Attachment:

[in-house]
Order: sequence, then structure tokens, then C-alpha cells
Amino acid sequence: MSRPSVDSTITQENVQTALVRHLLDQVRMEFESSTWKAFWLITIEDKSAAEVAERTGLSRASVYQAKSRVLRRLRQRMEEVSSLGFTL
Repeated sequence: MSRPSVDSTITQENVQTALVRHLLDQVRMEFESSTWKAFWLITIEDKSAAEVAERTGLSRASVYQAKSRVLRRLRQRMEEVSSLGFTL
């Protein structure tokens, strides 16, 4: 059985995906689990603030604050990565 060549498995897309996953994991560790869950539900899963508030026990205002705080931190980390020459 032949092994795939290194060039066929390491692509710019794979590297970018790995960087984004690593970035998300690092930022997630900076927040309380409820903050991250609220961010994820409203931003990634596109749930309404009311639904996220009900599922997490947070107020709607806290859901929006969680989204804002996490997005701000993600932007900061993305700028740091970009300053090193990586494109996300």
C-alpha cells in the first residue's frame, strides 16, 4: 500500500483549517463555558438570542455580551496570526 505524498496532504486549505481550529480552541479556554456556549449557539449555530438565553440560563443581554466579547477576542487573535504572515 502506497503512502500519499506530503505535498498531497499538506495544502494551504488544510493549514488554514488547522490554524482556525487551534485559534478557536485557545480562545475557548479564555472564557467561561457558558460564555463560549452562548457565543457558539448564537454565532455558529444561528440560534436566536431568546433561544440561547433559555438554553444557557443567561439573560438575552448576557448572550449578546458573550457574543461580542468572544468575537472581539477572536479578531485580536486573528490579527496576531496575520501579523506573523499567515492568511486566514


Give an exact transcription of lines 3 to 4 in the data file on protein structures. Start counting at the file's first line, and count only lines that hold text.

Amino acid sequence: MSRPSVDSTITQENVQTALVRHLLDQVRMEFESSTWKAFWLITIEDKSAAEVAERTGLSRASVYQAKSRVLRRLRQRMEEVSSLGFTL
Repeated sequence: MSRPSVDSTITQENVQTALVRHLLDQVRMEFESSTWKAFWLITIEDKSAAEVAERTGLSRASVYQAKSRVLRRLRQRMEEVSSLGFTL